7. "We did this for the show." — Falcon Heene on Oct. 15, 2009, telling CNN that the Balloon Boy chase was a hoax. The declaration demonstrated that the media‘s 24-7 knee-jerk sensationalism is irresponsible and proved that America’s culture of celebrity aspiration is completely out of control.
6. "As we know, there are known knowns. There are things we know we know. We also know there are known unknowns. That is to say, we know they’re some things we do not know. But there’re also unknown unknowns; the ones we don’t know we don’t know." — Defense Secretary Donald Rumsfeld on Feb. 12, 2002, effectively telling us that the government had no idea what it was doing by invading Iraq.
5. "Bring ‘em on." — President George Bush on July 2, 2003, daring al-Qaida to attack U.S. troops — yet more proof that the elite defines "toughness" as politicians flippantly sacrificing young American lives for Washington’s hubristic ideologies.
4. "The investment community feels very put-upon. They feel there is no reason why they shouldn’t earn $1 million to $200 million a year, and they don’t want to be held responsible for the global financial meltdown." — Daniel Fass, chairman of Obama’s financial-industry fundraising party on Oct. 19, 2009, insisting that despite wrecking the economy and then being handed trillions of bailout dollars, Wall Street is a victim.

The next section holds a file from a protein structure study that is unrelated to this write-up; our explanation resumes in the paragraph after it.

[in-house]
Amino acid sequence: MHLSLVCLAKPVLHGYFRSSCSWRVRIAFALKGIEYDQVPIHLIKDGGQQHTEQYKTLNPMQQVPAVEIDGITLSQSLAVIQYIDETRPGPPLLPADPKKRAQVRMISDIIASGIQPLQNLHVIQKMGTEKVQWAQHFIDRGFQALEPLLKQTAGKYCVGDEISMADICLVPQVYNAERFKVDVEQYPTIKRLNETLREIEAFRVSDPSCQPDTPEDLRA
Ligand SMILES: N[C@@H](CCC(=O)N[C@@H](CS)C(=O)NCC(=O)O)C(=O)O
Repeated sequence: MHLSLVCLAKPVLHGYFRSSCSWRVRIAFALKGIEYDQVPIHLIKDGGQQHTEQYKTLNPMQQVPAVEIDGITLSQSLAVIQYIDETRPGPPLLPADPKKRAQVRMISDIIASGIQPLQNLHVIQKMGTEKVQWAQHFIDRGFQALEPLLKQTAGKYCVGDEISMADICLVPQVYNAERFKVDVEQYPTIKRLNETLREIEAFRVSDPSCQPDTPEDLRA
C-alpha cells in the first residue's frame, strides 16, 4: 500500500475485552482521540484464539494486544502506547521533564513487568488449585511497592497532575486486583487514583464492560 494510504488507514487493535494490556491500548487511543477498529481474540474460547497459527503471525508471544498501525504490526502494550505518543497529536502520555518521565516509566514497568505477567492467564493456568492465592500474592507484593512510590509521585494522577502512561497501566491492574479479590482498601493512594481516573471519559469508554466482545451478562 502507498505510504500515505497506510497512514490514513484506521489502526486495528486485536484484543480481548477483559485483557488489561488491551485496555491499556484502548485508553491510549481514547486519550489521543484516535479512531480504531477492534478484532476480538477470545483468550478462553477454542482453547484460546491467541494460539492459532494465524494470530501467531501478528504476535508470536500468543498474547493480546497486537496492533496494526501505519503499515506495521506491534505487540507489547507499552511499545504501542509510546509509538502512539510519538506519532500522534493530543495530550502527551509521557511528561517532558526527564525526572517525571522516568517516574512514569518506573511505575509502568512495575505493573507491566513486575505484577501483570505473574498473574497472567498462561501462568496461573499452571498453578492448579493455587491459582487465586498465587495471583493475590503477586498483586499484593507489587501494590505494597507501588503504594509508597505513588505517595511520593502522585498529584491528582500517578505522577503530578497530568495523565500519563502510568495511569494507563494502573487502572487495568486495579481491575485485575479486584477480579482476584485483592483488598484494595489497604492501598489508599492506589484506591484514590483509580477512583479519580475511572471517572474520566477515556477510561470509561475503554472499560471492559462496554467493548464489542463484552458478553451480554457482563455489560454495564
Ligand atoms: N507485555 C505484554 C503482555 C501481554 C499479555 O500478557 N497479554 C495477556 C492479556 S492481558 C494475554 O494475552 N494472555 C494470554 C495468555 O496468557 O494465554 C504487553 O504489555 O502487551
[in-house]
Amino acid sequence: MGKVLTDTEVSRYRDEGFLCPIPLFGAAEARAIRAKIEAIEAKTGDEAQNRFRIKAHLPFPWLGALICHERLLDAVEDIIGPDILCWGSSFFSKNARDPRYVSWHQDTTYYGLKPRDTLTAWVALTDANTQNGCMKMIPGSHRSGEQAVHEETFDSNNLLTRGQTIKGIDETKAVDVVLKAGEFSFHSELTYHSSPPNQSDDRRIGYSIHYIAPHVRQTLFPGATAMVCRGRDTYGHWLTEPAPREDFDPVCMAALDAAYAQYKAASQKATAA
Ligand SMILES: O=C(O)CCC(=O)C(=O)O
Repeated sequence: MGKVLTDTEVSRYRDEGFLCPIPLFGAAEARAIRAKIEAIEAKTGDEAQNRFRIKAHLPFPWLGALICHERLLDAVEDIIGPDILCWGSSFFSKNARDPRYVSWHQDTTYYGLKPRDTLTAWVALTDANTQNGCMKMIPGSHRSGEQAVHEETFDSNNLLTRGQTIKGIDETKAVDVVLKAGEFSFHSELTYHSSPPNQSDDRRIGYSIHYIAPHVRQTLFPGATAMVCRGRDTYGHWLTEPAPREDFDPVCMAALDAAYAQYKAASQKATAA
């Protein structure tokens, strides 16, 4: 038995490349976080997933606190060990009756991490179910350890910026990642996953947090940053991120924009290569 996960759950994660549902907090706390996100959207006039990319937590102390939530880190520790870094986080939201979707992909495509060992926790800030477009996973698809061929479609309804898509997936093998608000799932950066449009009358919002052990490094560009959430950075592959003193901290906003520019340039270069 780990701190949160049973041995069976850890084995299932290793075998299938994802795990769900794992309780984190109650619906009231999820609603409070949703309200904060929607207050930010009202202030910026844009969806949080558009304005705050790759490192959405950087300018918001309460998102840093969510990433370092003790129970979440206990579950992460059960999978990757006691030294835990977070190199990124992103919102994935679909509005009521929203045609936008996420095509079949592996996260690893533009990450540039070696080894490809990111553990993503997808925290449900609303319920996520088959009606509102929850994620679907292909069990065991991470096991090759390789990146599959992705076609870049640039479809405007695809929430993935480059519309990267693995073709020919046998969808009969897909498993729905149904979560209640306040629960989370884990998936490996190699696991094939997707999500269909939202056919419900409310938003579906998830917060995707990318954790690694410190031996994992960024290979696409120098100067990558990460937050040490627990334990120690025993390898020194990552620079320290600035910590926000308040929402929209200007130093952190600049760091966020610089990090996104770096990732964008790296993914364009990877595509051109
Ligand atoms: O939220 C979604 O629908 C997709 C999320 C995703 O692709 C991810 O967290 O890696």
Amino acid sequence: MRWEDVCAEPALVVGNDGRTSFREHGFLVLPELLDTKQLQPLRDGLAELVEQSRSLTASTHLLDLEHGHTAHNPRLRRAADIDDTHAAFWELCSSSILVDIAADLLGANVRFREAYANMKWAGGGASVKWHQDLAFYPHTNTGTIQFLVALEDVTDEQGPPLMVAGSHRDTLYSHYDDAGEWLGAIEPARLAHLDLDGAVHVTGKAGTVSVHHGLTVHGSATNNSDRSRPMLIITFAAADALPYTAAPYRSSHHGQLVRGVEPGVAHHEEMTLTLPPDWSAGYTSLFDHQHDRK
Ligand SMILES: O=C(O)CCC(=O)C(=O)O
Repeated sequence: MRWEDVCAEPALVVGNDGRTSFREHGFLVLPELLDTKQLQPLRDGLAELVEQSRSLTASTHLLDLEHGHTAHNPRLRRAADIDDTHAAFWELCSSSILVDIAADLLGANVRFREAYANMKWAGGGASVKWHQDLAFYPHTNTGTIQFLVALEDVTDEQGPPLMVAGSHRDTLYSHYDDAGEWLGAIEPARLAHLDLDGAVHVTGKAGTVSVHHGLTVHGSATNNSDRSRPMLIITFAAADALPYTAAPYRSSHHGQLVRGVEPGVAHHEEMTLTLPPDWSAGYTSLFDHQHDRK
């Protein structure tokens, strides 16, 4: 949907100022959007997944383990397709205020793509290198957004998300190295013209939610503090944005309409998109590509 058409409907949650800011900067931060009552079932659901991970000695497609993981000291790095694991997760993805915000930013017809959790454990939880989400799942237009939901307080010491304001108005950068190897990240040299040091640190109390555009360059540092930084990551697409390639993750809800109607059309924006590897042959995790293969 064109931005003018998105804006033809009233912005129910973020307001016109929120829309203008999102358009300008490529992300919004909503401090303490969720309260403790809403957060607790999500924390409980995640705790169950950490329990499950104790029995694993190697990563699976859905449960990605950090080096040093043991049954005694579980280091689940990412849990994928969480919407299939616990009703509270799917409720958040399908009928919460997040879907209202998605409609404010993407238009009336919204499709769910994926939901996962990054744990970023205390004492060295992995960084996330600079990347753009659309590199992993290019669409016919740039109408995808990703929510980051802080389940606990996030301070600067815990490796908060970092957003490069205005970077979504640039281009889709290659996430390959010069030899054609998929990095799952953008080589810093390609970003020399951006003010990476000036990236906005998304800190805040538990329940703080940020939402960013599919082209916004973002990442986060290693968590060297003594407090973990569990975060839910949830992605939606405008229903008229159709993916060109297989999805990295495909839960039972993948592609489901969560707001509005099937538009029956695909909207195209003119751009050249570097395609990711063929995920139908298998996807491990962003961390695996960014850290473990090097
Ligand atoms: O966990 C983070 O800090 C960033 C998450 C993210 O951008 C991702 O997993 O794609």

3. "$500,000 is not a lot of money, particularly if there is no bonus." — Wall Street compensation consultant James Reda on Feb. 3, 2009, giving the New York Times a good example of just how totally out of touch the super-rich really are.
2. "I didn’t campaign on the public option." — President Obama on Dec. 22, 2009, expecting the public to forget that his presidential campaign platform explicitly promised to pass healthcare legislation giving all Americans "the opportunity to enroll in (a) new public plan."
1. "It doesn’t matter." — Vice President Dick Cheney on Nov. 5, 2006, referring to polls repeatedly showing the majority of Americans oppose the Iraq war — a sign the ruling class truly does not care about the demands of the public.
These epigrams expose a nation that has internalized and accepted the forces of avarice, corruption, dishonesty, incompetence and insensitivity. Some of them are darkly funny, some of them are gut-wrenchingly sad — but all of them are warnings. Whether we listen to them or not will be the difference between repeating the last decade’s folly or learning from it.
Here’s to resolutions for the new decade that finally choose the latter.